Police surveillance holds officers, citizens accountable

“It’s my word against his.” It’s the defeated phrase that has crossed the lips of countless citizens who feel they have been wronged by authorities with no way to prove themselves.

Rapidly developing video technology has made it easier than ever for citizens to expose the actions of police officers. Cell phone cameras played a vital role in the narrative of the Occupy Wall Street movement, as citizen journalists captured hundreds of videos of police officers beating and pepper spraying nonviolent protesters. Websites like Liveleak.com have provided an outlet for citizens to submit their own footage of seemingly unjust police action.

According to the American Civil Liberties Union, “When in public spaces where you are lawfully present you have the right to photograph anything that is in plain view.” As long as one obeys all applicable laws, and are not legitimately interfering with police operations, they may record any law activity. This constitutional right allowed George Holliday to videotape and shed light on the 1991 act of police brutality against Rodney King.

It doesn’t always work out so well.

When SUNY Buffalo State professor of journalism Mike Niman saw an arrest being made on a public street in 2003 that he perceived to be unlawful, he began to photograph the situation.

Although he was not breaking any laws by doing so, the police assaulted him.

“While using excessive force, police don’t like to be photographed,” Niman said. “But what criminal likes to be photographed committing a crime?”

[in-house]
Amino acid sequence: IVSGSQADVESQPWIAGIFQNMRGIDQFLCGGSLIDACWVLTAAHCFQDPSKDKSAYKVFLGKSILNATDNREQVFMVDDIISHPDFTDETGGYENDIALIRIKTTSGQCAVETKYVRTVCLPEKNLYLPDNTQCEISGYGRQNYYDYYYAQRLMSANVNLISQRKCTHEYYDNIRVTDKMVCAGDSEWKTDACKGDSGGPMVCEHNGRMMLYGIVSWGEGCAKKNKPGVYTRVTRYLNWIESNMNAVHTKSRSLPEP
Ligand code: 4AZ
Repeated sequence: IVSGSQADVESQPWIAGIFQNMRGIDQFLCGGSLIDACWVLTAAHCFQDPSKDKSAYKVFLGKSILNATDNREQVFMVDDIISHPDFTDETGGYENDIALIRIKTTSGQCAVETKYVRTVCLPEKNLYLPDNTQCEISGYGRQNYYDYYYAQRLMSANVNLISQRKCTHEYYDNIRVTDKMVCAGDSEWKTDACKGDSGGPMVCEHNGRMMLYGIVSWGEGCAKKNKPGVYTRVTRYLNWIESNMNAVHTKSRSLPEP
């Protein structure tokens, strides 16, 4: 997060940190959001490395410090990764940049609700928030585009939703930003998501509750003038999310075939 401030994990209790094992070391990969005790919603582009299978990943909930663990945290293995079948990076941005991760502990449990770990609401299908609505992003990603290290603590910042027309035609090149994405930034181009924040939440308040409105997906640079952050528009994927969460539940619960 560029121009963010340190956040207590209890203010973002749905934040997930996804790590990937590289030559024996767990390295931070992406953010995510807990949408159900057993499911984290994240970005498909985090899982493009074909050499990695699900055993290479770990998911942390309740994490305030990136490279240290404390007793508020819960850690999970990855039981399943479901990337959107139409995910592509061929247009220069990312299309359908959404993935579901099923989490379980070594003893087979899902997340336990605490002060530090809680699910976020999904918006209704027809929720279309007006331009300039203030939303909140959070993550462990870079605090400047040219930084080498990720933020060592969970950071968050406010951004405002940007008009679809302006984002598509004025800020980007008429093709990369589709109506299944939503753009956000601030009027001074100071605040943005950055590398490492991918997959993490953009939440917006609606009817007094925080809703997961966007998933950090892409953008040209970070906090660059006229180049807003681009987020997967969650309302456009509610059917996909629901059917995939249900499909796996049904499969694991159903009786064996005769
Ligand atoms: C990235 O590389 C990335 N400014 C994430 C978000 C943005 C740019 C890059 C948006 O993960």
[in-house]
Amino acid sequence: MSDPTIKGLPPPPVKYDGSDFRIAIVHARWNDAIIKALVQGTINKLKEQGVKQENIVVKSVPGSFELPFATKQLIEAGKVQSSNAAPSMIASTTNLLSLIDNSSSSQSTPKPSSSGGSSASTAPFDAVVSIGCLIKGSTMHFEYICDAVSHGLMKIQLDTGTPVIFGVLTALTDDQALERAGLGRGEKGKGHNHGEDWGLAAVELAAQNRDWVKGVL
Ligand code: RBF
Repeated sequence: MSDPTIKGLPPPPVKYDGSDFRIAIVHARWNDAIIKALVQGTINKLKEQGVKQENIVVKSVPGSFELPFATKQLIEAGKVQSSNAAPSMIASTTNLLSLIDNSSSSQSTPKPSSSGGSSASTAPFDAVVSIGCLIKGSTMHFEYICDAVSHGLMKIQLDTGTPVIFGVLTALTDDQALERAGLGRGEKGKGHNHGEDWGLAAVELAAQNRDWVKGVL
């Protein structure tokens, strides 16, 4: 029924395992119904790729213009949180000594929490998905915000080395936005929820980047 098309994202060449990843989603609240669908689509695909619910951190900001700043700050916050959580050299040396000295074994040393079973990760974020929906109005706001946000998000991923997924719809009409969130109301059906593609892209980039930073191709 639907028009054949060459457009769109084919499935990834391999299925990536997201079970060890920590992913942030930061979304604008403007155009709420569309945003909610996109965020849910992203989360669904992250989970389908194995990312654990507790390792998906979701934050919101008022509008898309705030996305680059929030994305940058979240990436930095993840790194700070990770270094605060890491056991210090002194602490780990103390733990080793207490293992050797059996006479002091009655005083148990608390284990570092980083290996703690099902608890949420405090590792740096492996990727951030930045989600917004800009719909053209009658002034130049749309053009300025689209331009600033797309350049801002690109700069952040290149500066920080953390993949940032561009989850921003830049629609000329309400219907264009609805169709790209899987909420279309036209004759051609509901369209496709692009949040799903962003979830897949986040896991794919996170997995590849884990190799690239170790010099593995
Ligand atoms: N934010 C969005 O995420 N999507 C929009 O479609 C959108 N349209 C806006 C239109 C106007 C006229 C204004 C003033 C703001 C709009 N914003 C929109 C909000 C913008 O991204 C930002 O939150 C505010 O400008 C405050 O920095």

Niman’s footage ended up exonerating the subject he suspected was being arrested unlawfully in the first place. But was it worth being assaulted over?

Although police surveillance is essential to a working democracy, the responsibility of it shouldn’t fall on citizens.

Some police departments seem to have found the solution, or at least a step toward one, by issuing officers wearable body cameras that record police interactions from the viewpoint of the officer.

In February 2012, body cameras were introduced to the officers of the Rialto, CA police department. Half the officers were equipped with the cameras—which officers have the ability to turn on or off, with a 30-second delay—and, according to The New York Times, “the number of complaints filed against officers fell by 88 percent compared with the previous 12 months. Use of force by officers fell by almost 60 percent over the same period.”

What’s great about attaching cameras to officers is that it can weed out the kind of force practiced by frustrated bullies on a power trip from the kind of force necessary to catch perpetrators. While the use of force in Rialto dropped drastically after the officers were equipped with cameras, in every instance that remained, the officer chose to keep the camera on because they knew they were taking necessary action.

“I don’t think it’s complex behavioral psychology—it’s common sense,” Niman said about the numbers behind the use of body cameras. “If you know you’re being watched, you’re going to be on your best behavior.”

Rialto certainly isn’t the only place to start strapping their officers with cameras. They’ve been tried in cities like Seattle, Pittsburgh and Phoenix. And according to John Curr, Western Regional Director of the New York Civil Liberties Union, New York City is next in line to implement body cameras.

“It’s coming as a result of the controversial ‘stop-and-frisk’ policy and the general mindset that has stemmed from that,” Curr said.

As long as the NYPD is getting on board, why not Buffalo? Neither the Buffalo Police Department nor their union, the Buffalo Police Benevolent Association, have returned phone calls on the matter.

Police surveillance equipment is essential to a system of checks and balances in law enforcement. In the interest of fairness, the BPD should strongly consider following Rialto’s suit and extend their scope of surveillance to protect the innocent.

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